Doctors’ use of electronic health records has gone up in recent years — and so has their dislike for the digital record keeping.
There’s a lot of enthusiasm in the health policy community for electronic health records and how they could improve patient care, by being available anywhere, while also lowering costs. Doctors’ use of electronic health records has grown in recent years.
As doctors go digital, however, they’re having more and more gripes about it. A new survey of 500 physicians finds that electronic health records have become less popular as they have become more widespread, with fewer saying the costs of setting one up are worth the benefits of having electronic record keeping.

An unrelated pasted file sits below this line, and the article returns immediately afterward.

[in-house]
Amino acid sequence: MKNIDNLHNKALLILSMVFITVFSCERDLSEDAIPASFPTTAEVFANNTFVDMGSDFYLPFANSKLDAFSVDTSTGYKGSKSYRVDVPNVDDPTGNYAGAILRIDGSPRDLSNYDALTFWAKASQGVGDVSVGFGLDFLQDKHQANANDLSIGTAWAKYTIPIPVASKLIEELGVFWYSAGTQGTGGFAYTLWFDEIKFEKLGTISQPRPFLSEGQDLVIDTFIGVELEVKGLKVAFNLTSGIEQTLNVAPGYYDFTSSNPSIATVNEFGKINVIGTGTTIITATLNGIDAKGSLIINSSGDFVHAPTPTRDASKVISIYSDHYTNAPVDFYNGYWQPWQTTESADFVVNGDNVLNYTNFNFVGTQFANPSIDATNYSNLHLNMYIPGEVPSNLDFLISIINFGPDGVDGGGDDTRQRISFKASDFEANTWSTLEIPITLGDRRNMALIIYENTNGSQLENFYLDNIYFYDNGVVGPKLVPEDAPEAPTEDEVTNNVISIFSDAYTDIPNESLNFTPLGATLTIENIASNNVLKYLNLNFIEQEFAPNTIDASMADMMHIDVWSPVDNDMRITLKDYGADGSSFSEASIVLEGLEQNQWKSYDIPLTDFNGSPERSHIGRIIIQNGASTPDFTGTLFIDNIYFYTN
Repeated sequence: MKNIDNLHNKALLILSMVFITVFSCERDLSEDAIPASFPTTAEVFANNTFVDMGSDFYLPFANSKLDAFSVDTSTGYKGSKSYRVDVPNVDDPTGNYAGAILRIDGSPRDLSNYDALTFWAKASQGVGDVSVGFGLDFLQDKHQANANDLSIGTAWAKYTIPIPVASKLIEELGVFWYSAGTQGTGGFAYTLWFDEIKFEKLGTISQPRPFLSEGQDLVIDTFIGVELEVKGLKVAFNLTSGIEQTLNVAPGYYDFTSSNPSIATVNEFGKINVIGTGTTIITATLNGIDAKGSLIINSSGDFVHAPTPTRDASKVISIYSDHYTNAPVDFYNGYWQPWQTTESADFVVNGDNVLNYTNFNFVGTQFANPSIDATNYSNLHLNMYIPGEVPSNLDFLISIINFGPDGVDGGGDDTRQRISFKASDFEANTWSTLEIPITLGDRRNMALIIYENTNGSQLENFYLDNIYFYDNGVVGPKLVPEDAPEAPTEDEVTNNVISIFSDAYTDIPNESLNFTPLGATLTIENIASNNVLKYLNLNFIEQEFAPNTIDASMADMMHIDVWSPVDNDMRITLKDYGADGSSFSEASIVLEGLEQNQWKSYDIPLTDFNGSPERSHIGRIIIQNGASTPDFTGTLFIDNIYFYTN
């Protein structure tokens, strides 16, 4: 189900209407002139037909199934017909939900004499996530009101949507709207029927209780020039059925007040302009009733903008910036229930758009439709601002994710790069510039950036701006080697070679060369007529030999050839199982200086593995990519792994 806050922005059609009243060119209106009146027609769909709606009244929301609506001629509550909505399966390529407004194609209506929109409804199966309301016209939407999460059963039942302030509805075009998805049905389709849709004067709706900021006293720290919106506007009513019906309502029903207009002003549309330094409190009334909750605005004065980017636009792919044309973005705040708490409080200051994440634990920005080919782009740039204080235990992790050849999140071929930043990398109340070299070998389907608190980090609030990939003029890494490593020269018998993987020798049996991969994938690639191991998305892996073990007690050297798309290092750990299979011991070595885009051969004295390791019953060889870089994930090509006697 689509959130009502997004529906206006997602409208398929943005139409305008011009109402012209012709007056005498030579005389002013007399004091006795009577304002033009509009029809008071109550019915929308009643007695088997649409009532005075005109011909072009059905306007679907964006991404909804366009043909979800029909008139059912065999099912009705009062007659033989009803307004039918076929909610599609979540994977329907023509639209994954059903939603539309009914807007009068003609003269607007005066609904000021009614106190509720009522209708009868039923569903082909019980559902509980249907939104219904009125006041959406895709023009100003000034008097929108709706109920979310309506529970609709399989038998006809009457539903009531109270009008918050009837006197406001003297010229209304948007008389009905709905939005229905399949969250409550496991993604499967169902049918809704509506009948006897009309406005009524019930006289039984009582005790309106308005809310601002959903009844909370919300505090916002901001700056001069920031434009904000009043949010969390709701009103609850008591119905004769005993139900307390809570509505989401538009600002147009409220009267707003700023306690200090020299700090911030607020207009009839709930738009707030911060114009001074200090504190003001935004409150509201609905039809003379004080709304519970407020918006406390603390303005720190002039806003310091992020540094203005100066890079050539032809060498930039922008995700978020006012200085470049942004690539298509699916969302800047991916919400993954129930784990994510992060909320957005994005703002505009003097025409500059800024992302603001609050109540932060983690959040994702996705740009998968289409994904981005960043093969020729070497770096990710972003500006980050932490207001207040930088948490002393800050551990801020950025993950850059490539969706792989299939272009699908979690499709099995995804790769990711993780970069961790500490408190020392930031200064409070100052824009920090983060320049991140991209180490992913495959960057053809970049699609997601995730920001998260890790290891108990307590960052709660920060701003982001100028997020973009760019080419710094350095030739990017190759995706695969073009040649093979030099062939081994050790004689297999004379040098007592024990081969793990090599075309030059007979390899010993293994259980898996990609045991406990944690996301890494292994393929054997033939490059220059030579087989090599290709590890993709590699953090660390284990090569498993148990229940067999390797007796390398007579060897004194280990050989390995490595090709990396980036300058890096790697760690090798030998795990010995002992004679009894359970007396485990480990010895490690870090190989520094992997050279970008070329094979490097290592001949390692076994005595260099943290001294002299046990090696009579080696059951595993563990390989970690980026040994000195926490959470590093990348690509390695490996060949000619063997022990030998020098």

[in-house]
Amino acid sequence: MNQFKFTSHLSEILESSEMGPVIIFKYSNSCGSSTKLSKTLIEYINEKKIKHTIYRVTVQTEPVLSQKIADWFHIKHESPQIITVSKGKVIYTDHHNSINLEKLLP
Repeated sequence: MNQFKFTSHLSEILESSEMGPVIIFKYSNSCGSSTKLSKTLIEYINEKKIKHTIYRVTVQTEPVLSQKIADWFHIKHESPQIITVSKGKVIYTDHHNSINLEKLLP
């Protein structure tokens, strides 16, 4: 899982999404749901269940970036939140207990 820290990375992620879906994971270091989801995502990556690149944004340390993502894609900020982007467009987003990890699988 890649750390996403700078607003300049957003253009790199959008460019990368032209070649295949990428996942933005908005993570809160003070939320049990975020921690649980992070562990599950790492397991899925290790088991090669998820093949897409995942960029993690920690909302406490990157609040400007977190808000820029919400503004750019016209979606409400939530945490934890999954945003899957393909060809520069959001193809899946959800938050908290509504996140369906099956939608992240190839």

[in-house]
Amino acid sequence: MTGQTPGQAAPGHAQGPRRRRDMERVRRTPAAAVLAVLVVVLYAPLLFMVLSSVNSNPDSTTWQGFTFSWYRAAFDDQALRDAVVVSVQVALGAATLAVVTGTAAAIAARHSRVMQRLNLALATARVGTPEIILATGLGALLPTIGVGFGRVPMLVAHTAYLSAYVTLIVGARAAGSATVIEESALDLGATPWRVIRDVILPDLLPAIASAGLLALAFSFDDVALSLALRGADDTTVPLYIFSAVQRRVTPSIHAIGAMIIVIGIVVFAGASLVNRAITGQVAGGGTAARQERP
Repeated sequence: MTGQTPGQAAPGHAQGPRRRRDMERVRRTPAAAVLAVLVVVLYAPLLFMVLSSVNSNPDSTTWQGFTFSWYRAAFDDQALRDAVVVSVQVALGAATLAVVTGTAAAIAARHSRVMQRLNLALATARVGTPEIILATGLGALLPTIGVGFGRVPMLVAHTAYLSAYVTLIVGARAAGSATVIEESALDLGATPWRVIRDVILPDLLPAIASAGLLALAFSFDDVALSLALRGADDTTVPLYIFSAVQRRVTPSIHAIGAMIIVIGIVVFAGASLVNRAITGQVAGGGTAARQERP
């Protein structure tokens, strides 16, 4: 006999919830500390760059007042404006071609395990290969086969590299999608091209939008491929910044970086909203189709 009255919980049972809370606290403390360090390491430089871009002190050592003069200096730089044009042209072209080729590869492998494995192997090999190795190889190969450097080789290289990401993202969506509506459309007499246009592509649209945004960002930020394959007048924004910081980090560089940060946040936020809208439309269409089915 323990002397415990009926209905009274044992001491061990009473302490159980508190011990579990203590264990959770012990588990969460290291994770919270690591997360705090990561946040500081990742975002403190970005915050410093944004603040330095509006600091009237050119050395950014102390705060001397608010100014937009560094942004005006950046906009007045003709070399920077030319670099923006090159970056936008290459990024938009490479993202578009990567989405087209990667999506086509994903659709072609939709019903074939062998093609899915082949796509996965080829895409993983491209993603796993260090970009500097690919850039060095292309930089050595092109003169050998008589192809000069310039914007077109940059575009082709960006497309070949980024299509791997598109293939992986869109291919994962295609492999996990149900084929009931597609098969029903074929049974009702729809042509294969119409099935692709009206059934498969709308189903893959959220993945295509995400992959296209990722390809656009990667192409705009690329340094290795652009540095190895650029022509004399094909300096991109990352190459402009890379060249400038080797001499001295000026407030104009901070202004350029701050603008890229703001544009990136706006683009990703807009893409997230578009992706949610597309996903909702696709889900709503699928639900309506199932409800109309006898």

The doctors in this survey thought that electronic health records interfere with patient care: When they spend more time looking at a computer they’re spending less time interacting with a patient. They have also become more skeptical that electronic record keeping will reduce errors or improve efficiency.
Recent academic research suggests that the skepticism may be warranted. Researchers have looked for a connection between electronic record keeping and quality of health outcomes. Many have failed to find it. Doctors, in their offices across the country, don’t seem to be finding that connection either.